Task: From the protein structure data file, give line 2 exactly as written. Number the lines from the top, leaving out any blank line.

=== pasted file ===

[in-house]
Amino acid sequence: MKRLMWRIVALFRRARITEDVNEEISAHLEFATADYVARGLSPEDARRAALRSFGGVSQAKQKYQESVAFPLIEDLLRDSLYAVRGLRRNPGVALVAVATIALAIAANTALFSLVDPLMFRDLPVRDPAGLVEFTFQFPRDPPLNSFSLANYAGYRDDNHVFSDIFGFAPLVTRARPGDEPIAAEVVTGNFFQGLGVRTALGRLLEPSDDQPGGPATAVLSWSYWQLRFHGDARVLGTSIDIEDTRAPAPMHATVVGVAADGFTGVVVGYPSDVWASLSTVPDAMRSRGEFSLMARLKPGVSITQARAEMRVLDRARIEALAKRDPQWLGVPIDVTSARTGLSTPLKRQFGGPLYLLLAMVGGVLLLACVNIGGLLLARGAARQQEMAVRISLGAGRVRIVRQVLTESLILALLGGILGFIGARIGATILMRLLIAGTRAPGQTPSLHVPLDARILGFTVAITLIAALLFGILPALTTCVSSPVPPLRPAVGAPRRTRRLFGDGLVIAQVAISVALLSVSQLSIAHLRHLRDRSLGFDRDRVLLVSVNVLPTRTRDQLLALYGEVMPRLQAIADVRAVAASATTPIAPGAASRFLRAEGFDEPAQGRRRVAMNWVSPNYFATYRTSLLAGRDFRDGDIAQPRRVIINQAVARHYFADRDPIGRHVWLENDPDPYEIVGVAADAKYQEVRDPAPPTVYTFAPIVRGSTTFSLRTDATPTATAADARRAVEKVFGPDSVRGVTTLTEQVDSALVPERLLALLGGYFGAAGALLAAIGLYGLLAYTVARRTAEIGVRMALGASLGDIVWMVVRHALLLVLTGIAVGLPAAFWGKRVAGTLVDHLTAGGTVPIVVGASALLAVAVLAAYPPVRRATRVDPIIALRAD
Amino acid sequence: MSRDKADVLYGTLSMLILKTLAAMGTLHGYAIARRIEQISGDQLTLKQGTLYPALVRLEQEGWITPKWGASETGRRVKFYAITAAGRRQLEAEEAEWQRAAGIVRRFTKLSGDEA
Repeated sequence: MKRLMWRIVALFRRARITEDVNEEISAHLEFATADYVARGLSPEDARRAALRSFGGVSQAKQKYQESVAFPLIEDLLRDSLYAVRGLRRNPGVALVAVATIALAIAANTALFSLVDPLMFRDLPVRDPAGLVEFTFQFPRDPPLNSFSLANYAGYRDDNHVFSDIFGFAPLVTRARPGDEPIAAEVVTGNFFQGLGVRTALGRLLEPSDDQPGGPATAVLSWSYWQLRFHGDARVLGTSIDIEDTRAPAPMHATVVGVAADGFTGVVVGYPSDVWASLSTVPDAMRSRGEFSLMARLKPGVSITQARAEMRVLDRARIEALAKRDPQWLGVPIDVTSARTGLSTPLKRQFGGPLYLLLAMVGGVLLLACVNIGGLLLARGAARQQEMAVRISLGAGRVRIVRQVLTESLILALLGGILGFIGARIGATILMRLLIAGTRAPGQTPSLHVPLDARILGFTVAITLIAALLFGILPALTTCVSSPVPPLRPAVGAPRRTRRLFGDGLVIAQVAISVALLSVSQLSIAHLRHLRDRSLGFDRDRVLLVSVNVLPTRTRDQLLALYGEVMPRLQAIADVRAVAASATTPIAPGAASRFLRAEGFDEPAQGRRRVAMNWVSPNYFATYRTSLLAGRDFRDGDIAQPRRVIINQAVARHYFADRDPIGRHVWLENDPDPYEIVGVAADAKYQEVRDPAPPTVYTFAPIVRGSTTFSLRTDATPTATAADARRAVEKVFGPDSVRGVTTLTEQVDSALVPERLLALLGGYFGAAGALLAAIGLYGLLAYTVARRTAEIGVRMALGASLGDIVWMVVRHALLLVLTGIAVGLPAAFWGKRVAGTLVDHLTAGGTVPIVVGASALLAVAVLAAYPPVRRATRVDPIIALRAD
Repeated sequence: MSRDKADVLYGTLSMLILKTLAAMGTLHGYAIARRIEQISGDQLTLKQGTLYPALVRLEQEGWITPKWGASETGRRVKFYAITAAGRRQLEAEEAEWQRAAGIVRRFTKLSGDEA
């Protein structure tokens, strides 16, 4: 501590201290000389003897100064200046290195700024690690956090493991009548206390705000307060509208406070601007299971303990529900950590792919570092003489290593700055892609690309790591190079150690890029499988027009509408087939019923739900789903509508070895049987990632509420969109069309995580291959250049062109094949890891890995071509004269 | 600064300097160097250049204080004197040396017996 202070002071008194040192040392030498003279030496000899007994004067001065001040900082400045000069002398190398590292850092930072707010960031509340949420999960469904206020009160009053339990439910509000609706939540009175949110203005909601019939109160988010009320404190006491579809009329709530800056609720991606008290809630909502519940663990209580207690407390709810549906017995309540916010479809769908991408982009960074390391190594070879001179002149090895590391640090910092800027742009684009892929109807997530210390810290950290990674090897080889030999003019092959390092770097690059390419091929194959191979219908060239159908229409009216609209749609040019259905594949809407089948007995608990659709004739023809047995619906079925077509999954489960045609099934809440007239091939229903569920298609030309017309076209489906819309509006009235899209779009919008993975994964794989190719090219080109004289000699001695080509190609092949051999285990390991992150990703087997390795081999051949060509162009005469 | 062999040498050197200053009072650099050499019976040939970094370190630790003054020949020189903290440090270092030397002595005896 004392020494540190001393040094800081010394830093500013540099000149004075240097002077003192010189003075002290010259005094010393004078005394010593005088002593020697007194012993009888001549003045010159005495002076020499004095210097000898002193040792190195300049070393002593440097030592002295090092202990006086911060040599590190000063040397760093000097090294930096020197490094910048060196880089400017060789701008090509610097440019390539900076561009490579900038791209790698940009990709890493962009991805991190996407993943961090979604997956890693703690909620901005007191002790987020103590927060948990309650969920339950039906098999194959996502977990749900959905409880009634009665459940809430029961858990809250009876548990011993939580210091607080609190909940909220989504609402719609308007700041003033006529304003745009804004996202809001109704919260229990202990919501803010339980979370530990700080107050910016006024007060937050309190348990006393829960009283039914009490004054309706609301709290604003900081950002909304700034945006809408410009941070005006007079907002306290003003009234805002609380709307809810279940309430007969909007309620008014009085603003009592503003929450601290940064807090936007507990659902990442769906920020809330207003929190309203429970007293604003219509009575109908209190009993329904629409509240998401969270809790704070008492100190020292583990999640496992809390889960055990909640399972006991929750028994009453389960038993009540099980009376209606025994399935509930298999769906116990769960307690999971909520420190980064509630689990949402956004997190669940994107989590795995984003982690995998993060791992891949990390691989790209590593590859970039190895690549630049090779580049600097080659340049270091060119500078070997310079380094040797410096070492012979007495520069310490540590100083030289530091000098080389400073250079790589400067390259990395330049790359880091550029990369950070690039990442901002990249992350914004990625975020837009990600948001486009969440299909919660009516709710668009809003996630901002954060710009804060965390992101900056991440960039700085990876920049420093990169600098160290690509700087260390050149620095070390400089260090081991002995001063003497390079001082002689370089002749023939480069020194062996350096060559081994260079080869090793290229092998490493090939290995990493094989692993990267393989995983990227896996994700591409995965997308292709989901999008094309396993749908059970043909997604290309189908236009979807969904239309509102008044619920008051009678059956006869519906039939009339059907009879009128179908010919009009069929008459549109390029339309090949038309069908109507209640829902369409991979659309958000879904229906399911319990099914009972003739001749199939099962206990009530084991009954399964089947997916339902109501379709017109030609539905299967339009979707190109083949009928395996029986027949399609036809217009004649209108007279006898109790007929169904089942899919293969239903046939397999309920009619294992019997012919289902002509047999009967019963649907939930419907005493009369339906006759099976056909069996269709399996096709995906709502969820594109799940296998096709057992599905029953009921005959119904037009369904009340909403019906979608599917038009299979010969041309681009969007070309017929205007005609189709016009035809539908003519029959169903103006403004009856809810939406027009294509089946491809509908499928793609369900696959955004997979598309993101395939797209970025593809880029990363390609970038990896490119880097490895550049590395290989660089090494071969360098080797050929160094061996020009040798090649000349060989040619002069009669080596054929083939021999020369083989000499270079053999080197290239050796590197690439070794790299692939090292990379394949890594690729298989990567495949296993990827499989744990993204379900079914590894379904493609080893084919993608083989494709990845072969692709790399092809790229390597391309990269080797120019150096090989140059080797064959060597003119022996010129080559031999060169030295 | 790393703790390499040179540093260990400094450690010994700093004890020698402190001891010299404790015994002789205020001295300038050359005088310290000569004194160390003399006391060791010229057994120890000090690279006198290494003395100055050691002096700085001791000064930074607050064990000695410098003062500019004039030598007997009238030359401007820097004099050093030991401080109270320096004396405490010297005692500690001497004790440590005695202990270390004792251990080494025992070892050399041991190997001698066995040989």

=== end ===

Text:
Amino acid sequence: MKRLMWRIVALFRRARITEDVNEEISAHLEFATADYVARGLSPEDARRAALRSFGGVSQAKQKYQESVAFPLIEDLLRDSLYAVRGLRRNPGVALVAVATIALAIAANTALFSLVDPLMFRDLPVRDPAGLVEFTFQFPRDPPLNSFSLANYAGYRDDNHVFSDIFGFAPLVTRARPGDEPIAAEVVTGNFFQGLGVRTALGRLLEPSDDQPGGPATAVLSWSYWQLRFHGDARVLGTSIDIEDTRAPAPMHATVVGVAADGFTGVVVGYPSDVWASLSTVPDAMRSRGEFSLMARLKPGVSITQARAEMRVLDRARIEALAKRDPQWLGVPIDVTSARTGLSTPLKRQFGGPLYLLLAMVGGVLLLACVNIGGLLLARGAARQQEMAVRISLGAGRVRIVRQVLTESLILALLGGILGFIGARIGATILMRLLIAGTRAPGQTPSLHVPLDARILGFTVAITLIAALLFGILPALTTCVSSPVPPLRPAVGAPRRTRRLFGDGLVIAQVAISVALLSVSQLSIAHLRHLRDRSLGFDRDRVLLVSVNVLPTRTRDQLLALYGEVMPRLQAIADVRAVAASATTPIAPGAASRFLRAEGFDEPAQGRRRVAMNWVSPNYFATYRTSLLAGRDFRDGDIAQPRRVIINQAVARHYFADRDPIGRHVWLENDPDPYEIVGVAADAKYQEVRDPAPPTVYTFAPIVRGSTTFSLRTDATPTATAADARRAVEKVFGPDSVRGVTTLTEQVDSALVPERLLALLGGYFGAAGALLAAIGLYGLLAYTVARRTAEIGVRMALGASLGDIVWMVVRHALLLVLTGIAVGLPAAFWGKRVAGTLVDHLTAGGTVPIVVGASALLAVAVLAAYPPVRRATRVDPIIALRAD